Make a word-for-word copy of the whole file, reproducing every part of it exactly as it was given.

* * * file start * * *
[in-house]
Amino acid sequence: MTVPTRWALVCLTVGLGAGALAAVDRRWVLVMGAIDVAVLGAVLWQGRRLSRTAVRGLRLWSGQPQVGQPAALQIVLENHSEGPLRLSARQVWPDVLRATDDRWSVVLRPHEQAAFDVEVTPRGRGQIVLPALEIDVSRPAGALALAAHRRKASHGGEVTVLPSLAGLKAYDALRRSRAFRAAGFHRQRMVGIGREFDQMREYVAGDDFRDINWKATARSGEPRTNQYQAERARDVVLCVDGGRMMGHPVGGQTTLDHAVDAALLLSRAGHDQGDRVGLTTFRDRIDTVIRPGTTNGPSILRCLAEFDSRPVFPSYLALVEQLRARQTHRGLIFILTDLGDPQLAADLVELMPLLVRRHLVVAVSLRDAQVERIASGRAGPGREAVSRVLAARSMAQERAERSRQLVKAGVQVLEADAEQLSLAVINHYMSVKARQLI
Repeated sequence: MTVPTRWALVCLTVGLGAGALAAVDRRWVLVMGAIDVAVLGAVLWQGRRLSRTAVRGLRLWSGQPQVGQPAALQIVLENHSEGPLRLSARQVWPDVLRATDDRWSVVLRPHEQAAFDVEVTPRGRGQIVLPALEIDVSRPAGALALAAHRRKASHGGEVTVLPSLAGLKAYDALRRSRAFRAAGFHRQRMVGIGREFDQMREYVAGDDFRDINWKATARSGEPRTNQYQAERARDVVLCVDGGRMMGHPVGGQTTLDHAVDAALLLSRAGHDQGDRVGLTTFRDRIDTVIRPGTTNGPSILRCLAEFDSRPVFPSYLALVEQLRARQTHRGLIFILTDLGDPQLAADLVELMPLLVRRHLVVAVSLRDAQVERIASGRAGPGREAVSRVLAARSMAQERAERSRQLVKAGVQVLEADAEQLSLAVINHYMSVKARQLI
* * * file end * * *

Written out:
[in-house]
Amino acid sequence: MTVPTRWALVCLTVGLGAGALAAVDRRWVLVMGAIDVAVLGAVLWQGRRLSRTAVRGLRLWSGQPQVGQPAALQIVLENHSEGPLRLSARQVWPDVLRATDDRWSVVLRPHEQAAFDVEVTPRGRGQIVLPALEIDVSRPAGALALAAHRRKASHGGEVTVLPSLAGLKAYDALRRSRAFRAAGFHRQRMVGIGREFDQMREYVAGDDFRDINWKATARSGEPRTNQYQAERARDVVLCVDGGRMMGHPVGGQTTLDHAVDAALLLSRAGHDQGDRVGLTTFRDRIDTVIRPGTTNGPSILRCLAEFDSRPVFPSYLALVEQLRARQTHRGLIFILTDLGDPQLAADLVELMPLLVRRHLVVAVSLRDAQVERIASGRAGPGREAVSRVLAARSMAQERAERSRQLVKAGVQVLEADAEQLSLAVINHYMSVKARQLI
Repeated sequence: MTVPTRWALVCLTVGLGAGALAAVDRRWVLVMGAIDVAVLGAVLWQGRRLSRTAVRGLRLWSGQPQVGQPAALQIVLENHSEGPLRLSARQVWPDVLRATDDRWSVVLRPHEQAAFDVEVTPRGRGQIVLPALEIDVSRPAGALALAAHRRKASHGGEVTVLPSLAGLKAYDALRRSRAFRAAGFHRQRMVGIGREFDQMREYVAGDDFRDINWKATARSGEPRTNQYQAERARDVVLCVDGGRMMGHPVGGQTTLDHAVDAALLLSRAGHDQGDRVGLTTFRDRIDTVIRPGTTNGPSILRCLAEFDSRPVFPSYLALVEQLRARQTHRGLIFILTDLGDPQLAADLVELMPLLVRRHLVVAVSLRDAQVERIASGRAGPGREAVSRVLAARSMAQERAERSRQLVKAGVQVLEADAEQLSLAVINHYMSVKARQLI